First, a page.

The good news for Arsenal fans is that yesterday's trip to Old Trafford did not result in an 8-2 scoreline.
The bad news is that they arguably looked better a year ago. It's not the result, which at 2-1 looks respectable. But Santi Cazorla's equalizer came at the very end. Wayne Rooney missed a penalty. Antonio Valencia and Robin Van Persie fluffed sitters. It could have been 5-0 going into the last few seconds.
What's worrying is how disjointed Arsenal look, how devoid of backbone. Steve Bould was supposedly some kind of defensive guru. And, sure, they haven't conceded many goals – just eight overall – but they still look frail when pushed. What's more, it seems that any defensive improvements have come at the expense of attacking fluidity.
Going into yesterday's clash, they had scored as many goals as Southampton and Swansea. Lukas Podolski is hailed for his defensive workrate which, traditionally, hasn't exactly been a dealbreaker for a winger getting into the Arsenal side. Aaron Ramsey stiffens up the midfield, but adds zero width on the right and, since Bacary Sagna isn't Cafu, the result is a team that bunches centrally and waits for Santi Cazorla to do something. When the little man is "en fuego" it's a viable strategy. When he's not, it's a problem.
Arsene Wenger needs to rethink the balance of this team. It's not just a question of singling out individuals who may be under-achieving – Per Mertesacker, Andre Santos and Olivier Giroud are three favorite targets – it's about hitting the "reboot" button. With Jack Wilshere now fit again – as long as he's not getting sent off, like yesterday – he has an extra ingredient to finally give him options.
Brendan Rodgers may have raised some eyebrows for some of his transfer moves and some of his David Brentesque mannerisms on the documentary "Being Liverpool". But you do get the sense that, heading into today's home clash with Newcastle, most supporters remain on message. It's a long process – Rodgers represents the future and there is a need for patience.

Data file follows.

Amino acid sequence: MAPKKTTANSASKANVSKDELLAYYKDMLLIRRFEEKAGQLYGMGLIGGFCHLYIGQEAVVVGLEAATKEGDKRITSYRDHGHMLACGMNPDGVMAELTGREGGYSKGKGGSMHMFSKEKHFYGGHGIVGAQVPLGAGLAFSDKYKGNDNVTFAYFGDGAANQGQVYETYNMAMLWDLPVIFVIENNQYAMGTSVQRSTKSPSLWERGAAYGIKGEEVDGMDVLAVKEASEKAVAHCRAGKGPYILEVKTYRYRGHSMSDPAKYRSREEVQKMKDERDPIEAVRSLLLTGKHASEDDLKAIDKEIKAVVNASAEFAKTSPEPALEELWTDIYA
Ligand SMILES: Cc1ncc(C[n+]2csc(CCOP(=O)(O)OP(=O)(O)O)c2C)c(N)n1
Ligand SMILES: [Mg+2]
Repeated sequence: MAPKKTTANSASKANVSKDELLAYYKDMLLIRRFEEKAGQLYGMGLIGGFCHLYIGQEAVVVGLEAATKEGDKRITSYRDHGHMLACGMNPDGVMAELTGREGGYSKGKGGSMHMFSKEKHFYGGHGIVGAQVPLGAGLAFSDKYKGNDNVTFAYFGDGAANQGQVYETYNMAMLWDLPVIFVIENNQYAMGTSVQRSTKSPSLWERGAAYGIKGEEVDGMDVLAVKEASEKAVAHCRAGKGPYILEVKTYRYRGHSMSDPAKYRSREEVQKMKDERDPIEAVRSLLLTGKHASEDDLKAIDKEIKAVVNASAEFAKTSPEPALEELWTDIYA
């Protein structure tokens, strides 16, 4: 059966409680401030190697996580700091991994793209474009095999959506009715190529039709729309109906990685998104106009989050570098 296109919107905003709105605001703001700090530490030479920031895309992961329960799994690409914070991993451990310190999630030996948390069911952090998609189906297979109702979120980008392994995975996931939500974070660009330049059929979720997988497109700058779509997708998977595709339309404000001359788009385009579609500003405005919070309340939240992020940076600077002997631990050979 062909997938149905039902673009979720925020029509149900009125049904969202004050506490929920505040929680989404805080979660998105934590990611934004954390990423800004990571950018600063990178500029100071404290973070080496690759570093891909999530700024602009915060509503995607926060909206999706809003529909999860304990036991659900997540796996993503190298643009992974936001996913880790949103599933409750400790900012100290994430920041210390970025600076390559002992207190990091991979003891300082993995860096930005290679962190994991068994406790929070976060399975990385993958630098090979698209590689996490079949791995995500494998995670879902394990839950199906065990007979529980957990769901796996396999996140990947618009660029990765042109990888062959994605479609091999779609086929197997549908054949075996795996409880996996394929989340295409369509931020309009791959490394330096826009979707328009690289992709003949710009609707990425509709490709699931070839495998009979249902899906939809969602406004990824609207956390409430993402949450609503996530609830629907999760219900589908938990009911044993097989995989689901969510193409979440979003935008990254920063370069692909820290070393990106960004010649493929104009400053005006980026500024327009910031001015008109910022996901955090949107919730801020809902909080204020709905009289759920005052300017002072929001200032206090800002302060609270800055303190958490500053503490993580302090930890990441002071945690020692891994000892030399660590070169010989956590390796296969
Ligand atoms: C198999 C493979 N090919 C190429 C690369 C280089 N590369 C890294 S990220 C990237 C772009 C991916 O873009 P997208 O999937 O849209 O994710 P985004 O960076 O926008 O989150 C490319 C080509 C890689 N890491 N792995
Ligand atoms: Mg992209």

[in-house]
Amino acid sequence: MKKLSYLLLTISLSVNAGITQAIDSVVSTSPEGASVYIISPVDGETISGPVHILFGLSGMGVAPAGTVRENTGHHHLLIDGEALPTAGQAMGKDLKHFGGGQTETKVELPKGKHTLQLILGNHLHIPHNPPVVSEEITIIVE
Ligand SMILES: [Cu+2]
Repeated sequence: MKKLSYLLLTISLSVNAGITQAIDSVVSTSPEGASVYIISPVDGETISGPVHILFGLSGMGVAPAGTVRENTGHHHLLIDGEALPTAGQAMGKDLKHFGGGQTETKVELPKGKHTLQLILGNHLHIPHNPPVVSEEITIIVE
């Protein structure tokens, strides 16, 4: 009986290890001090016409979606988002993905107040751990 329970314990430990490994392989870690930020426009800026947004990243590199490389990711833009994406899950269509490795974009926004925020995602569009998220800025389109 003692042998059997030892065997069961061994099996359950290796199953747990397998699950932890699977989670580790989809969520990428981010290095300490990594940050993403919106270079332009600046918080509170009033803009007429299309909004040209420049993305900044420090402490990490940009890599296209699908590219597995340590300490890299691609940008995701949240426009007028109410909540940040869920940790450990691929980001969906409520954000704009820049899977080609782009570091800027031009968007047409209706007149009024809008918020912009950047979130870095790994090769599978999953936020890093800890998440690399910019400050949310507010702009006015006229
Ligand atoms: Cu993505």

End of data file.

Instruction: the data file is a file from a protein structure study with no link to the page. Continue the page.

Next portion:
It's curious, though, after 10 points from nine league games, to compare him to his predecessors. At this stage a year ago, Kenny Dalglish's Liverpool were on 15 points. That's 50 percent more. The more apt parallel seems to be with Roy Hodgson, two years ago, who had nine points from nine games and was in the relegation zone.
Is Rodgers going the way of Hodgson? Probably not. He seems to have a much better understanding of Liverpool supporters, he has done a better job of pushing youth (which, necessarily, requires patience) and he has much better and more credible owners behind him, compared to Hodgson, who, of course, was still stuck with Tom Hicks and George Gillett.
That said, November will be a key month for Rodgers and Liverpool. Newcastle today are a tough nut to crack and, next week – after an away Europa League trip to face Anzhi Makhachkala – they're off to Stamford Bridge. A brief home respite against Wigan – and Roberto Martinez, the man who might have taken Rodgers' place at Anfield – and then it's two tricky ties on the road at Swansea and at Spurs. The margin of error, at this point, simply won't be that big.
I'm not sure if Richard Scudamore does Al Pacino impressions, but there was something of the "just-when-I-thought-I-was-out-they-pull-me-back-in" to the Premier League chief executive's week. No major racial incidents for nearly two decades and then you get three in the space of 12 months. And not just any three. One involved the two best-supported sides in England. Another, the England captain. But it's the third which is patently the most serious, because a referee stands accused of using racist language during a match.
There will be an inquiry and we'll get some kind of resolution one way or another. The problem is that, barring some sudden admission or about-face, it will necessarily be one of those "balance of probabilities" jobs that often leaves a messy ending and little satisfaction that justice has been done. Why? Because, inevitably, one side will be believed over the other. And, by implication, it's likely that one side will be seen as being less than truthful.
That's fine, that's the way the system works. What's less fine is the way the "Chelsea are lying" message is being put out via the media. Last week, you had unnamed referees piping up in various newspapers suggesting that since Mark Clattenburg was a fine, upstanding man, surely the London club were lying. Others described the accusation as "wild" and went so far as to say they hoped Chelsea weren't "misrepresenting the truth".
Erm, yes, we all hope nobody is lying here. But it can't be lost on anyone that statements designed to plant not just a seed of doubt, but a whole forest of scepticism, are just a sneaky, creepy way of saying something without actually spelling it out. A bit more restraint from those who should know better would not go amiss here.